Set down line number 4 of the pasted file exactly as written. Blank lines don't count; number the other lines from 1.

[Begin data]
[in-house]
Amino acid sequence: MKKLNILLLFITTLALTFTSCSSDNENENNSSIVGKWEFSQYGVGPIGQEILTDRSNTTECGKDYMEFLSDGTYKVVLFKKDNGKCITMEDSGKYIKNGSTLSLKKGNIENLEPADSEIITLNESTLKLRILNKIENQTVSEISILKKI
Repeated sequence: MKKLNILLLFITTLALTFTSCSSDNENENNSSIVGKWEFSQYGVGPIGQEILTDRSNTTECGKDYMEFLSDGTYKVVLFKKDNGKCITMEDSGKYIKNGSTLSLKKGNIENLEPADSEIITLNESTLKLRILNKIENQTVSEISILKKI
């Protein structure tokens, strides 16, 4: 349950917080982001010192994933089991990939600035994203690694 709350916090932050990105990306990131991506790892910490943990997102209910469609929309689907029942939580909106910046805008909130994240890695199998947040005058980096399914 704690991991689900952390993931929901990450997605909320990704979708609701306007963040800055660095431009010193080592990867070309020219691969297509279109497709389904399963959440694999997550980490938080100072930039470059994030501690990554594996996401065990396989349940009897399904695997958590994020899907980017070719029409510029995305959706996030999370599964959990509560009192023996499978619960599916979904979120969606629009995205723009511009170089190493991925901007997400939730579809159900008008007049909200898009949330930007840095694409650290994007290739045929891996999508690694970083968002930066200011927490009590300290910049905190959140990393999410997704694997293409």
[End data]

């Protein structure tokens, strides 16, 4: 349950917080982001010192994933089991990939600035994203690694 709350916090932050990105990306990131991506790892910490943990997102209910469609929309689907029942939580909106910046805008909130994240890695199998947040005058980096399914 704690991991689900952390993931929901990450997605909320990704979708609701306007963040800055660095431009010193080592990867070309020219691969297509279109497709389904399963959440694999997550980490938080100072930039470059994030501690990554594996996401065990396989349940009897399904695997958590994020899907980017070719029409510029995305959706996030999370599964959990509560009192023996499978619960599916979904979120969606629009995205723009511009170089190493991925901007997400939730579809159900008008007049909200898009949330930007840095694409650290994007290739045929891996999508690694970083968002930066200011927490009590300290910049905190959140990393999410997704694997293409």